March 13, 2014
Mercy comes to life on the big screen in 'Noah'
By Raymond L. Flynn *

By Raymond L. Flynn *

The movie adaption of Noah had my wife Kathy saying while leaving the theater, "I am going home to read the Bible." A pretty inspiring reaction to a movie, I thought. Wouldn't it be nice if Hollywood made more movies like "Noah," which will have people leaving theaters saying things like that? 

When people watch this movie, I am convinced that it will lead to a broader discussion about the Bible among believers and non-believers alike. The last time a movie was made about a big and famous boat, people throughout the world wanted to learn more about the Titanic. When people want to learn more about Noah, as I am sure they will after seeing Academy award nominated director Darren Aronofsky's film, they will probably end up with the Bible in their hands.

Another compelling thought about the movie, which came to mind was about our role as stewards of the earth, and our duty to take good care of all that God has created. Noah had such an intense and devoted relationship with God, but we see first hand the spiritual challenges and journey he is on. Many of these same moral challenges that Noah faced, we continue to face today. God chose Noah for a reason, but we witness a torturous struggle in Noah’s mind as he tries to navigate the task he has been assigned. Noah, like all of us, is given free will and chooses mercy and love over selfishness and hate.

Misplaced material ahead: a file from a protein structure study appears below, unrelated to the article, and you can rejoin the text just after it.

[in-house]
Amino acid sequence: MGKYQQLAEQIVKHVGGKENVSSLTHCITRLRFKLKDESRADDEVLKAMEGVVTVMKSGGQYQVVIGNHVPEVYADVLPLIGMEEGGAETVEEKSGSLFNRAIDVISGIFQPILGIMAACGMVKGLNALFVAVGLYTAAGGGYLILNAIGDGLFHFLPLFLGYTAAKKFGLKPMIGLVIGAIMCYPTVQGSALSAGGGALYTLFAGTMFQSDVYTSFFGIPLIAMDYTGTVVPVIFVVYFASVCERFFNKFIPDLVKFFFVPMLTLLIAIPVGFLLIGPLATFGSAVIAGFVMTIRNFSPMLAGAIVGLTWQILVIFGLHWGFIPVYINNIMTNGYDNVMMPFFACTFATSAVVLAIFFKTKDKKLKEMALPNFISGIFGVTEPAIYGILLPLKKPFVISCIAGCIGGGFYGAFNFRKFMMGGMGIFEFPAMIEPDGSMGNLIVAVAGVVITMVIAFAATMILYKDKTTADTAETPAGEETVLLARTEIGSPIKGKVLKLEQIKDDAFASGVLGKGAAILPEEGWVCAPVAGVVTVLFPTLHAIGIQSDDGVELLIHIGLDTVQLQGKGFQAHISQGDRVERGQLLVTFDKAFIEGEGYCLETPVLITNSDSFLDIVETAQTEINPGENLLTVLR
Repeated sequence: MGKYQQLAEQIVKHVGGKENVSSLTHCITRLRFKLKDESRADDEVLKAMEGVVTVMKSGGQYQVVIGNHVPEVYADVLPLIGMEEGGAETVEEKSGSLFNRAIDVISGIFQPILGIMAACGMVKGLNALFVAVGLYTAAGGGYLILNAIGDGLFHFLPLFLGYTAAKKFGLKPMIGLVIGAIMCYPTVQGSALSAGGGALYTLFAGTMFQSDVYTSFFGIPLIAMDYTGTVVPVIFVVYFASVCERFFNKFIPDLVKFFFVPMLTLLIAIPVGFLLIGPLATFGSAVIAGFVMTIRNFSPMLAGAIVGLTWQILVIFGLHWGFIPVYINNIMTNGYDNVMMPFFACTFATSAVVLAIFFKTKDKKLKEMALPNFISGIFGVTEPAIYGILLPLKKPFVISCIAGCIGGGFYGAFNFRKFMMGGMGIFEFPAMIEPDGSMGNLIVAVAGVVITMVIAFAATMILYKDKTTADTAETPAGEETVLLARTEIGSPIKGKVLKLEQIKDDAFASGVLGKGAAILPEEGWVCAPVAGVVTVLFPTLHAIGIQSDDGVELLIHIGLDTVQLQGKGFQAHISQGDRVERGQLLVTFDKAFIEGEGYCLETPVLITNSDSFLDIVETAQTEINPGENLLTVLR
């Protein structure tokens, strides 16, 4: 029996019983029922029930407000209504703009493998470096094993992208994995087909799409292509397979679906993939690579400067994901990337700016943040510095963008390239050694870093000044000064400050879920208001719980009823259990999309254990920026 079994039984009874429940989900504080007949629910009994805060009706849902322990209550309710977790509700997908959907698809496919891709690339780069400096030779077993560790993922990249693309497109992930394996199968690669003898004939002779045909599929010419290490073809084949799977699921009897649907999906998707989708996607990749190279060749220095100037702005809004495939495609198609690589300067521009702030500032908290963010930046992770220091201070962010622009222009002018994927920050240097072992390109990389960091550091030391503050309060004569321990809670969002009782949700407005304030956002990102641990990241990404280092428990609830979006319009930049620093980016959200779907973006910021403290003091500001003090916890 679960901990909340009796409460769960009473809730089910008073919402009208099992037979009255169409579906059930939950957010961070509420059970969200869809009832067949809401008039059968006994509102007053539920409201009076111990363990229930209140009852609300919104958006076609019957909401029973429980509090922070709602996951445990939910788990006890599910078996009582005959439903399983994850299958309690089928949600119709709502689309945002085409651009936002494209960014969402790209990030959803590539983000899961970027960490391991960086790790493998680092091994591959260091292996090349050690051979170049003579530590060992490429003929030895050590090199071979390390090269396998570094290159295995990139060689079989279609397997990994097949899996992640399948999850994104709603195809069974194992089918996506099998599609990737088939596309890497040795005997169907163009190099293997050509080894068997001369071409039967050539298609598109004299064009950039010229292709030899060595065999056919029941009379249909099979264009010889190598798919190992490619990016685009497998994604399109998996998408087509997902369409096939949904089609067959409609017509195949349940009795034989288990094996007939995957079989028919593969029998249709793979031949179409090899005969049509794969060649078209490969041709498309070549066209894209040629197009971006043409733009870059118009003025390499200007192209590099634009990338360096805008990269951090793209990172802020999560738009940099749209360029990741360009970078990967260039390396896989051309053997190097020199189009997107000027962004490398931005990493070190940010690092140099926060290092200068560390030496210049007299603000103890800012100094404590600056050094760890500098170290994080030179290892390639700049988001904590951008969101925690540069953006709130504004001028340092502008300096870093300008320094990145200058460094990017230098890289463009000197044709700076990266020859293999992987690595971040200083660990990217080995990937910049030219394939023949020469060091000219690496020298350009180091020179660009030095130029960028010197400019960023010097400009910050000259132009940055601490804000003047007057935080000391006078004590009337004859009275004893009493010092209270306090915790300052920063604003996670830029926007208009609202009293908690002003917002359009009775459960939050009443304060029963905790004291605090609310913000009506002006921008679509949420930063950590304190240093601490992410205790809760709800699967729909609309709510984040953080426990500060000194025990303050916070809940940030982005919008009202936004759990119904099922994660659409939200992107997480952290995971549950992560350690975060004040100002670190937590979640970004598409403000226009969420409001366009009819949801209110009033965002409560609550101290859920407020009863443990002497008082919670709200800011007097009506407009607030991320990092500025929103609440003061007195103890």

Watching the movie, I was reminded of my several personal observations with Mother Teresa of Calcutta and her spiritual journey in helping poor and suffering people throughout the world. Mother Teresa was chosen by God to do big things. Her burden, like Noah’s, was not light. She once said, "I know God will not give me anything I can’t handle. I just wish He didn’t trust me so much." Her example brought out the best in us. She gave meaning to another Biblical phrase, "yes we are our brother’s keeper." So many great stories and things people do are rooted in the Bible, which can be turned into a blockbuster movie like "Noah."

Yes, God's mercy comes to life on the big screen in "Noah." And, yes, we all face difficult challenges in our own life.  Maybe Noah is teaching us how to face them. The values and lessons of the Bible didn't seem ancient to me after watching "Noah." That’s because the Bible is still the "Greatest Book Ever Written and the Greatest Story Ever Told."

Raymond L. Flynn is the former U.S Ambassador to the Vatican and Mayor of Boston.
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July 23, 2014

Wednesday of the Sixteenth Week in Ordinary Time

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